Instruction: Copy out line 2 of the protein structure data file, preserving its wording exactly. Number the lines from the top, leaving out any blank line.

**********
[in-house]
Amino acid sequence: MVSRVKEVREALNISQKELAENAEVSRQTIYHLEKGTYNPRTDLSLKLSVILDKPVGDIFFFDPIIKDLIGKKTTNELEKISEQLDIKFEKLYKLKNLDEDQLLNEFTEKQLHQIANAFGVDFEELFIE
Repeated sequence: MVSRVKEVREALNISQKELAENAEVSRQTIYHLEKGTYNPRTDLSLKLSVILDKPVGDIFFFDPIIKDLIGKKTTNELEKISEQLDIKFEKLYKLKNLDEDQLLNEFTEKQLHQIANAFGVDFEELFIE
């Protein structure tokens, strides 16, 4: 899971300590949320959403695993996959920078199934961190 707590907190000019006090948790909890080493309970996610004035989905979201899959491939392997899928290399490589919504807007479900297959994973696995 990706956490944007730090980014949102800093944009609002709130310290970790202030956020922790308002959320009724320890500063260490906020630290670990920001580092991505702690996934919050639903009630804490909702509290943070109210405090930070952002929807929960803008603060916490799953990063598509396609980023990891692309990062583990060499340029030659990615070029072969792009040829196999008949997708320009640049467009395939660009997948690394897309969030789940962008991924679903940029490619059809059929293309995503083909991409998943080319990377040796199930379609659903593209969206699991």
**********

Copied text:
Amino acid sequence: MVSRVKEVREALNISQKELAENAEVSRQTIYHLEKGTYNPRTDLSLKLSVILDKPVGDIFFFDPIIKDLIGKKTTNELEKISEQLDIKFEKLYKLKNLDEDQLLNEFTEKQLHQIANAFGVDFEELFIE